What is more Important, a Meaningful Life or a Happy Life?
by anna | Dec 28, 2015 | Site Blog |
What is more important, a meaningful life or a happy life? For years we have been taught that one of our most precious freedoms is the pursuit of happiness. But what really is happiness and does it give us a fulfilling life? According to Webster, the word happy means “delighted, pleased, or glad as over a particular thing.”
What the Research Shows
According to recent researchers such as Roy F. Baumeister and colleagues from Florida State University, more Americans are happy now than they have ever been. Terrific. But they also say that happiness alone is a rather selfish thing. People are mainly concerned about themselves, not others. They are considered “the takers” and their state of happiness is often short lived. As soon as that thing, like that BMW, or that vacation, is common place to them they move on to find new things or fun events to make them happy.
But is there something in life that is more important, more permanent? Researchers have also found that a person who knows his life is meaningful and significant on earth has a lasting feeling of purpose and inner strength. More than most anything else, knowing your purpose reduces depression and stress and increases resilience. It is a constant.
Frankl’s Perspectives from a Nazi Prison Camp
Victor Frankl a Jewish psychiatrist in Europe, wrote the book Man’s Search for Meaning after he survived the brutality of a World War II Nazi prison camp. Both his parents and young pregnant wife were not so fortunate. Many people died, but he survived. Why? He did not attribute his stability and resilience to happiness. He survived because he knew he was needed. His life had meaning far beyond his own. He was what the researchers have called “a giver,” an altruistic man who had compassion for all the people in the camp. His first concern was not for himself but for others. As a psychiatrist he spent many, many hours helping people through their most difficult times, and in doing so he focused on others and how he could help them, not on himself.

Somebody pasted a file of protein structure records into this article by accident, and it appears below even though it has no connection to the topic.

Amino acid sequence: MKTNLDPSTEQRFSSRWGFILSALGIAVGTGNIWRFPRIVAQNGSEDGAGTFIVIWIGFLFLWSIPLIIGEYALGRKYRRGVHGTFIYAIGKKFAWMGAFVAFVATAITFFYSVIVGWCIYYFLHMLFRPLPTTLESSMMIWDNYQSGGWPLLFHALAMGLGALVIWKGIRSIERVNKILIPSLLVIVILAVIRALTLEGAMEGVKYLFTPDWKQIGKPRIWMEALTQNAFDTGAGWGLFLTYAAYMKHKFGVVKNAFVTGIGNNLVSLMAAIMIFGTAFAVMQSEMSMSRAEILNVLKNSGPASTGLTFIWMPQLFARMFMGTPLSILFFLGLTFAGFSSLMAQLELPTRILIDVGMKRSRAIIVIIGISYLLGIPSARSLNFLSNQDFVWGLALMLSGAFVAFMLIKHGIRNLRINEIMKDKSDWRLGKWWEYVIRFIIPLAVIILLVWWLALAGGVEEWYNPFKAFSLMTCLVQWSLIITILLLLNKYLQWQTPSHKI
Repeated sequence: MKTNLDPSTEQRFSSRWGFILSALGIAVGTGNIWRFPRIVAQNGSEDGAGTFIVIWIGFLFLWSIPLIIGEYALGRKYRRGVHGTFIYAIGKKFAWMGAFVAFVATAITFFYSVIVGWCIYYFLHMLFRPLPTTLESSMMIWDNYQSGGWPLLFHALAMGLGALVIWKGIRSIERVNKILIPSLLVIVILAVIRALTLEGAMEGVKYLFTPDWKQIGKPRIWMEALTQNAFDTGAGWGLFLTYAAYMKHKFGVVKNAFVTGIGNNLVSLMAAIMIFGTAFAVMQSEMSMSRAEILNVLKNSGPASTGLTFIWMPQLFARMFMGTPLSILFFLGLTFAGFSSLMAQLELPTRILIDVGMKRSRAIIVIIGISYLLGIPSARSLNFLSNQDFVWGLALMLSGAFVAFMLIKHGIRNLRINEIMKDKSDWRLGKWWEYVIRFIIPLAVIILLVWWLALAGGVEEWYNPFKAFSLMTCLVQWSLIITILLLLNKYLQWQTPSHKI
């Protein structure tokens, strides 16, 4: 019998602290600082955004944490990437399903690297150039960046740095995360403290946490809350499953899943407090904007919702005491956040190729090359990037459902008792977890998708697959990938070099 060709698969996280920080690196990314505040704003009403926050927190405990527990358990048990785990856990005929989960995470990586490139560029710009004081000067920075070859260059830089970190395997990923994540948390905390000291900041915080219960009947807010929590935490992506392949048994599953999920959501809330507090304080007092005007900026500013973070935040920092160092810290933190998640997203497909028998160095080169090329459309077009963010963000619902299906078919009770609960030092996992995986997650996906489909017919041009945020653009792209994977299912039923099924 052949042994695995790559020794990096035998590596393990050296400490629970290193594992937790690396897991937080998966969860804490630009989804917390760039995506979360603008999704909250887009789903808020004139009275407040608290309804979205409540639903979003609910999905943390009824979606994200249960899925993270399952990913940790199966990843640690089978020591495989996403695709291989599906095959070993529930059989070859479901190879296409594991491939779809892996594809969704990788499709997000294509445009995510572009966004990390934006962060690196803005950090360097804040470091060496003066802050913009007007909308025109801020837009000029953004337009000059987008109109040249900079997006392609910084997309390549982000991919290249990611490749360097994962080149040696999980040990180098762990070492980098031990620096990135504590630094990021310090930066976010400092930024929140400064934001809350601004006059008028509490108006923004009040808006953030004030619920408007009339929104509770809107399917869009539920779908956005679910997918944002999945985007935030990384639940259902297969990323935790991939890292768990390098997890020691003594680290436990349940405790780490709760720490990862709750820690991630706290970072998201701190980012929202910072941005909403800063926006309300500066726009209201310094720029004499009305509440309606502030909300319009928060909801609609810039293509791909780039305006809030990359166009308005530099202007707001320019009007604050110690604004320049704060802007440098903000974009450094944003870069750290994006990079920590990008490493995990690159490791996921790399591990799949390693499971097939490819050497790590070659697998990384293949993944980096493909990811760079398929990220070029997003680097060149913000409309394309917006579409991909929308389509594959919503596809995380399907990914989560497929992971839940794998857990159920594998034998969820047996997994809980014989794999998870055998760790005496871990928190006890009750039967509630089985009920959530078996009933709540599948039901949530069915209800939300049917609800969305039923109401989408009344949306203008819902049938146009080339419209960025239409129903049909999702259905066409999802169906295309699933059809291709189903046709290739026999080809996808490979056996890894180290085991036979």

Happiness and Meaning Go Hand in Hand
Happiness is wonderful, but I believe we all need more. We need purpose, a reason for being here. As an example I will mention our returning veterans who need help from all of us to reintegrate here at home. Often after veterans come home they become depressed and far too many commit suicide. They feel life has no meaning, no purpose anymore. There is no reason to be here. The happiness they feel on return is often short lived and things do not satisfy for long.
In my book, How to Cope with Stress after Trauma: Especially for Veterans, their Families, and Friends my eighteenth of twenty steps to recovery is called, “Rebuild your Purpose in Life.” I write, “I’m here to tell you veterans, we need you here at home as much as we needed you overseas. You have unique and vital skills and gifts that few other people have.” Then I mention several ways they can serve here at home to give them meaning.
Balance Between Getting and Giving
So what is my conclusion about what is more important, a happy life or a meaningful life? The way I see it is that we need a balance in our lives of getting and giving, of happiness and meaning. Getting is important and we all need it, but on its own does not provide inner joy and satisfaction for long. It needs to be balanced by giving. Giving provides purpose and meaning, a reason for being here, throughout our lives.
I love how you write, Anna, but more importantly what you have to say. Balance can be tricky, but you lay out, step by step how to find one’s way to a meaningful life in your “How to Cope with Stress after Trauma” book. I hope many will read it.
I love how you write, Anna, but more importantly what you have to say. Finding balance can be tricky, but you’ve given step by step guidelines towards a meaningful life in “How to Cope with Stress after Trauma.” I hope many will read that beautiful work of yours.
Thank you for this, Anna. I have long believed that happiness is like a delicious icecream cone on a hot day…satisfying and temporary. Something to be enjoyed in the moment, for sure, but nothing to build a life on. A situational thing, shadowy, elusive, always needing constant replenishment absent the more constant foundation of meaningfulness.
So then, for me, the question is, at this stage of my life, what gives it meaning, or what can I do to create meaning? Hmmmm…something to think about.